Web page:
When do we talk about online overseas voting?

When do we talk about online overseas voting?

/ 05:01 AM March 09, 2024

On Feb. 21, 2024, the Commission on Elections (Comelec) announced that it had found the two bidders for the online voting and counting system (OVCS) ineligible, and noted the development as a “failure in bidding.”

A second round of bidding for the OVCS valued at P465.8 million is scheduled for the third week of March, with the deadline for submission of bids set on Mar. 19. With midterm elections just a year away, Comelec is cutting it quite close. Whatever the case, it appears that the poll body is resolved and quite determined to go ahead with online voting for overseas Filipino voters for the May 2025 elections.

It may be recalled that in May 2023, it was reported that the Comelec had approved online voting for registered Filipino voters abroad to increase voter turnout overseas for the 2025 elections. I wrote about the risks and benefits of the exercise in the May 26 issue of the Inquirer, noting that such a move would indeed help enfranchise more overseas Filipinos by providing them with a more convenient way of voting. Of course, it is just as important to ensure that adequate safeguards and measures are in place to secure the online voting process and its system.


With the midterm elections just over a year from now, when do we start talking about online overseas voting, given the number of questions and details that need to be discussed? For overseas voters, registration ends in a few months in September. If the aim is to get more overseas voters registered with the adoption of online voting as a means to attract them, then time is of the essence to get the message out to this constituency. When do we start the conversations and information dissemination on online voting to give this targeted group a better understanding of the system and be convinced to use it?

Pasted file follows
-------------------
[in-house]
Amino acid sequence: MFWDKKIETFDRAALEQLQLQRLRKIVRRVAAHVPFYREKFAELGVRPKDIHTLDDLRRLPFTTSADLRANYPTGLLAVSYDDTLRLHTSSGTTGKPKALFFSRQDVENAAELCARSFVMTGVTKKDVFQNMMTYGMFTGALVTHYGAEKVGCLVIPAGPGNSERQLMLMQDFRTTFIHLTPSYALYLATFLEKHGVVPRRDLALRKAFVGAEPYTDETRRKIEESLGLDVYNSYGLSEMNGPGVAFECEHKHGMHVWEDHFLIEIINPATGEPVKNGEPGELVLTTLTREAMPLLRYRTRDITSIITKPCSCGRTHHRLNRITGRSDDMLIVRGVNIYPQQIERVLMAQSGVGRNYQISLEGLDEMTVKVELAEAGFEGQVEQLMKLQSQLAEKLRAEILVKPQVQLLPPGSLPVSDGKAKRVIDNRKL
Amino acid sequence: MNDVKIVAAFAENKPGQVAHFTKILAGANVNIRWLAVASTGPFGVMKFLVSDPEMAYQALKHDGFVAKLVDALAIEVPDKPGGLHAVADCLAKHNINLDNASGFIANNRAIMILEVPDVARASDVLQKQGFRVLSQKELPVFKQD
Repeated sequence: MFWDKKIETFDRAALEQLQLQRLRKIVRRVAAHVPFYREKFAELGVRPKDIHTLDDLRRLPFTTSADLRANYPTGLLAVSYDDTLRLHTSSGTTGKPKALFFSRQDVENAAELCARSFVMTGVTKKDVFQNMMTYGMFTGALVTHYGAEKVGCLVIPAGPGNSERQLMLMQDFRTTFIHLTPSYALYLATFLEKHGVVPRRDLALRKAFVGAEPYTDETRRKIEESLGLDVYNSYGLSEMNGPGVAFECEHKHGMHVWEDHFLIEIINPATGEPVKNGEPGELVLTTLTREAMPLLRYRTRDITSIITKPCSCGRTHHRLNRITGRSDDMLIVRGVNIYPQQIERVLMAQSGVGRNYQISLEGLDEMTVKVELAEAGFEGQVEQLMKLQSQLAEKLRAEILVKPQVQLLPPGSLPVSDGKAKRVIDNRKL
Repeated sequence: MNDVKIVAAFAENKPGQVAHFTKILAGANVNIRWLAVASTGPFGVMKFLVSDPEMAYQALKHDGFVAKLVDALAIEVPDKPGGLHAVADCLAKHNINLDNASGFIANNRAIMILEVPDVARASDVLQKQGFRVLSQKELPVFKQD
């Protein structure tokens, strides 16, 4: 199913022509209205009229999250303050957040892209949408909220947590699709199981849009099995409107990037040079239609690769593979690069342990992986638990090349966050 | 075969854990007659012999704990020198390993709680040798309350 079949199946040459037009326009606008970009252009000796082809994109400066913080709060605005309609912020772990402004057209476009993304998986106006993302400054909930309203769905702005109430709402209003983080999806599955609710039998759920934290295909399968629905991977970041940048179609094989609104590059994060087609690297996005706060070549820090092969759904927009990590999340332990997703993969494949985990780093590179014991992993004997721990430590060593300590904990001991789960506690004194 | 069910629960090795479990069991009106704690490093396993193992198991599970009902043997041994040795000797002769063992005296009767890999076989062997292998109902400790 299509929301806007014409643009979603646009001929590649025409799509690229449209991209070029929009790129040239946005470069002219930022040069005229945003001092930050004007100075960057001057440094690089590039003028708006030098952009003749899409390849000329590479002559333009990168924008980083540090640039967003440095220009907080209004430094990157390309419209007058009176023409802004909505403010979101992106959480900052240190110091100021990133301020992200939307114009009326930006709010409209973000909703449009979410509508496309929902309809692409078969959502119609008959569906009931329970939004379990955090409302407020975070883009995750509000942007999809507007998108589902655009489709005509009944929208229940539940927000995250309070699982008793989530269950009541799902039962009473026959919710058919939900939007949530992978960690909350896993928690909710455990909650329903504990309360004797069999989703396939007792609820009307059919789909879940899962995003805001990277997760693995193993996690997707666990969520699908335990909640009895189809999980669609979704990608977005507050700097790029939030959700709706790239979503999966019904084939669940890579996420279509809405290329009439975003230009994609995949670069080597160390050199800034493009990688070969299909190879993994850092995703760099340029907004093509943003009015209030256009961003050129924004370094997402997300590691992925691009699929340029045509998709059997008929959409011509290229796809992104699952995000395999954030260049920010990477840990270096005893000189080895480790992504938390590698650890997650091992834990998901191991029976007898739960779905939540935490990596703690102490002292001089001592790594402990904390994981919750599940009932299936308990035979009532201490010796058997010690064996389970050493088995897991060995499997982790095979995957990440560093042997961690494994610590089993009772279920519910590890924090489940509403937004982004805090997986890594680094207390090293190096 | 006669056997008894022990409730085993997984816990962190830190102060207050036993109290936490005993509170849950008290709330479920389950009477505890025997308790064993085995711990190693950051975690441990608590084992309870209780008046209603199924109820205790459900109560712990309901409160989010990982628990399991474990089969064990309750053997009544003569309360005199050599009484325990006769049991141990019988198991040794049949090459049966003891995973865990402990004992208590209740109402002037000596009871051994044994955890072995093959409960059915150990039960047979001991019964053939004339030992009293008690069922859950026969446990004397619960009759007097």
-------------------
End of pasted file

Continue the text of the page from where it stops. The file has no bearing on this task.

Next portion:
I am currently based overseas, and even as I actively search online for information about online overseas voting, I find very little on the subject that would be relevant to me as someone who will use this system to vote in 2025. Most overseas Filipinos will likely be depending on our embassies and consulates as well as Filipino community leaders and organizations for such information. If we want Filipino voters overseas to be engaged in this process, we need to reach out to them to let them know how it will work, what will be required of them, and how secure the system needs to be, while the window for overseas voting registration is still open.

It’s interesting to note that a survey conducted by the International Institute for Democracy and Electoral Assistance, an intergovernmental organization based in Stockholm that supports and strengthens democratic institutions and processes around the world, has found that only eight countries in the world currently allow their voters to cast their ballots online. Of those eight, only Estonia conducts online voting without restrictions, whereas other countries such as France, Panama, and Pakistan conduct it only for overseas voters, similar to what the Comelec is planning to do.

Despite the rapid advances in digital technology, why have very few countries adopted online voting considering its convenience and cost-effectiveness? It’s probably because a number of experts agree that even if all the technological challenges were met and the system were considered to be robust, it all boils down to trust, and earning public trust is not an easy endeavor. It is one that can take a considerable amount of time. People need to be convinced that it will work and that the sanctity of their vote will be secured. To do that, the Comelec needs to start reaching out to and engaging Filipino overseas voters as early as possible. It is crucial to get the message across and build up trust in the process and system so that the goal of increasing voter turnout among overseas voters can be achieved.


Moira G. Gallaga served three Philippine presidents as presidential protocol officer and was posted as a diplomat at the Philippine Consulate General in Los Angeles and the Philippine Embassy in Washington.

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TAGS: Comelec, Voting

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